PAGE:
Turkey: Search and rescue efforts completed after quake
Disaster agency says all search and rescue efforts are over in Izmir province after powerful quake last week
All search and rescue efforts were declared complete on Wednesday in the western Izmir province after an earthquake shook Turkey’s Aegean region last week, authorities announced.
On Twitter, Mehmet Gulluoglu, the head of Disaster and Emergency Management Authority (AFAD), thanked the disaster workers and volunteers who served in the search and rescue efforts in the quake-hit city.
On Friday, a magnitude 6.6 quake rattled Izmir, Turkey's third-largest city and home to more than 4.3 million people.
Speaking at a news conference, Environment and Urbanization Minister Murat Kurum said work to remove debris has started, with teams continuing search and rescue efforts only at one site.
He urged people to have their buildings inspected for quake resistance.
"We will make on-site applications at debris of 17 buildings and surrounding buildings seen risky," Kurum said, adding that new residence buildings to be built will be five-story at most.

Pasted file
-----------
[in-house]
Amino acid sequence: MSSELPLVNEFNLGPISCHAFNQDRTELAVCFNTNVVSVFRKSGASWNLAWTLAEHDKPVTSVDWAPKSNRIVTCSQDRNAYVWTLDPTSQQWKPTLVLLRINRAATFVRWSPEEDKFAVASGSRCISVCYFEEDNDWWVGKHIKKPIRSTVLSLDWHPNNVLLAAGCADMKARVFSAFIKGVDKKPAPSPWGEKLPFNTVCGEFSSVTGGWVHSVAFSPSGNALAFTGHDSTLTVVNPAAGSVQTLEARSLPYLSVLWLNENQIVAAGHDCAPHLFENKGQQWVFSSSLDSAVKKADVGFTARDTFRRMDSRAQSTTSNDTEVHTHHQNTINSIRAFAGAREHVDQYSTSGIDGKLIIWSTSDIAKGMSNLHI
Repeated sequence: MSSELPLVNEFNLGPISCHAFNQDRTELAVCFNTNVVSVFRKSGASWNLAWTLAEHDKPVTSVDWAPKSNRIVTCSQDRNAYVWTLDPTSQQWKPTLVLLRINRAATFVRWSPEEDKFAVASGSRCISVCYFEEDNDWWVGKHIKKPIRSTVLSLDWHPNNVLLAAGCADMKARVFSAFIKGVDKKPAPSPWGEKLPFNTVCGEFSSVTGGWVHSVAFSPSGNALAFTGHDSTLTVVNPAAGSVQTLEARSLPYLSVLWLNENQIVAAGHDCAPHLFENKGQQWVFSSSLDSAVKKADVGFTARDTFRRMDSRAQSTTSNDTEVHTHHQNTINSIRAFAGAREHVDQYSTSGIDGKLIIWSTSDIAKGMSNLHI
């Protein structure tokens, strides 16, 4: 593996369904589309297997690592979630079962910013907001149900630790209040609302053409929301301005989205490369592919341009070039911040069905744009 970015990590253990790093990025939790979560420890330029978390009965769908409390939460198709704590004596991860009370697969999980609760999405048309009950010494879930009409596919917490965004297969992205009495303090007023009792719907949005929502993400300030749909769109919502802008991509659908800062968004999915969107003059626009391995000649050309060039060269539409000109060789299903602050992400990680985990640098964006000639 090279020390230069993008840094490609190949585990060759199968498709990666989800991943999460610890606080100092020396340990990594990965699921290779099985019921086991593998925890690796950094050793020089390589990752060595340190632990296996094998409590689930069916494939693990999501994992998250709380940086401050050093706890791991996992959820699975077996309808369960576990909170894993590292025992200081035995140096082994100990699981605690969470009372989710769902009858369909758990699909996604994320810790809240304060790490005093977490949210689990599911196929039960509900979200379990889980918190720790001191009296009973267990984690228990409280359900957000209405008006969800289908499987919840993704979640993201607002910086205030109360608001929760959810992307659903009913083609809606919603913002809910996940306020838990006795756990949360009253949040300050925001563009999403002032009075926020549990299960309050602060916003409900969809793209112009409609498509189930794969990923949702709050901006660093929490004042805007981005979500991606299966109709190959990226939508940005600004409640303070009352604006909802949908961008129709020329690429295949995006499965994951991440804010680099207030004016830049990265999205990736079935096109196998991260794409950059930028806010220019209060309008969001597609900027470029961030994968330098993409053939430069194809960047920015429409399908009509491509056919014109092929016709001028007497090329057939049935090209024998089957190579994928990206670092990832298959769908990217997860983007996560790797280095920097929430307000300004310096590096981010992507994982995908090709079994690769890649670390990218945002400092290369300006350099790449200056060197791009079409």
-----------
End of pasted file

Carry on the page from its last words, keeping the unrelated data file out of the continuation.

The total amount of financial aid the government has provided for quake victims for moving and rent has reached 2.86 million Turkish liras (some $337,200) so far, he added.
With 22,000 buildings inspected to assess the extent of damage, 180 have been found to be severely damaged and destroyed, the minister stated.
In the wake of the earthquake, public guesthouses across the city are available to host victims with a capacity of almost 7,600 people, Kurum said, adding that 208 people are currently being hosted there.
"We are setting up 1,000 [temporary housing] containers in Bayrakli [district] at the first step, the work started yesterday, we will deliver it 19 days later," he added.
The death toll from last week's powerful earthquake has risen to 114, authorities said early on Wednesday.
As many as 137 victims are still receiving treatment, while 898 have been discharged from hospitals, according to AFAD.
A total of 1,621 aftershocks -- 44 of them with a magnitude higher than 4 -- have been recorded after the earthquake, the agency said.
Turkey is among the world's most seismically active zones and has suffered devastating earthquakes in the past, including the magnitude 7.6 Marmara quake in 1999.